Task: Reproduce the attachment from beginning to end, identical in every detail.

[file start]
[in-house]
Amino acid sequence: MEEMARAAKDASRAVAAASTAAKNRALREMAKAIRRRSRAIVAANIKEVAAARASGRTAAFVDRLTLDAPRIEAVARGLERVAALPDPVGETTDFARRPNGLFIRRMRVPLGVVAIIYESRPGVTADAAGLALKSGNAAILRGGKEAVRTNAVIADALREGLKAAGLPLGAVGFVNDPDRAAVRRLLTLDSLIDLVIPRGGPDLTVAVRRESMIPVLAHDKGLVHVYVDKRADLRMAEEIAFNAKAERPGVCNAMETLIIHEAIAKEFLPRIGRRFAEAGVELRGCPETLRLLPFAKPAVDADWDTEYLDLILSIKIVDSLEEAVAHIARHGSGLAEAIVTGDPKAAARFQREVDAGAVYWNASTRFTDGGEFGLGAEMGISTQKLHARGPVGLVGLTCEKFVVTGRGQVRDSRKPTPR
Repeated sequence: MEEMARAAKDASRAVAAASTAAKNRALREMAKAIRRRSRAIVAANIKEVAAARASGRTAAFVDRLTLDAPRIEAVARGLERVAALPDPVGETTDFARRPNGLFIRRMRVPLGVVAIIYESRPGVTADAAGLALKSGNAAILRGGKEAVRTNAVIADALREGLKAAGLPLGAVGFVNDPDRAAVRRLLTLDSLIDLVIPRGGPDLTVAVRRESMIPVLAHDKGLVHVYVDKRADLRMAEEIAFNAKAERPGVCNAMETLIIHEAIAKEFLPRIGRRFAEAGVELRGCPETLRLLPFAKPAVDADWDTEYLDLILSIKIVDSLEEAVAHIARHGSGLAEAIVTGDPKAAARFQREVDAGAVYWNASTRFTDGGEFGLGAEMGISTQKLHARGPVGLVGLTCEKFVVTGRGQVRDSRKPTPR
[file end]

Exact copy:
[in-house]
Amino acid sequence: MEEMARAAKDASRAVAAASTAAKNRALREMAKAIRRRSRAIVAANIKEVAAARASGRTAAFVDRLTLDAPRIEAVARGLERVAALPDPVGETTDFARRPNGLFIRRMRVPLGVVAIIYESRPGVTADAAGLALKSGNAAILRGGKEAVRTNAVIADALREGLKAAGLPLGAVGFVNDPDRAAVRRLLTLDSLIDLVIPRGGPDLTVAVRRESMIPVLAHDKGLVHVYVDKRADLRMAEEIAFNAKAERPGVCNAMETLIIHEAIAKEFLPRIGRRFAEAGVELRGCPETLRLLPFAKPAVDADWDTEYLDLILSIKIVDSLEEAVAHIARHGSGLAEAIVTGDPKAAARFQREVDAGAVYWNASTRFTDGGEFGLGAEMGISTQKLHARGPVGLVGLTCEKFVVTGRGQVRDSRKPTPR
Repeated sequence: MEEMARAAKDASRAVAAASTAAKNRALREMAKAIRRRSRAIVAANIKEVAAARASGRTAAFVDRLTLDAPRIEAVARGLERVAALPDPVGETTDFARRPNGLFIRRMRVPLGVVAIIYESRPGVTADAAGLALKSGNAAILRGGKEAVRTNAVIADALREGLKAAGLPLGAVGFVNDPDRAAVRRLLTLDSLIDLVIPRGGPDLTVAVRRESMIPVLAHDKGLVHVYVDKRADLRMAEEIAFNAKAERPGVCNAMETLIIHEAIAKEFLPRIGRRFAEAGVELRGCPETLRLLPFAKPAVDADWDTEYLDLILSIKIVDSLEEAVAHIARHGSGLAEAIVTGDPKAAARFQREVDAGAVYWNASTRFTDGGEFGLGAEMGISTQKLHARGPVGLVGLTCEKFVVTGRGQVRDSRKPTPR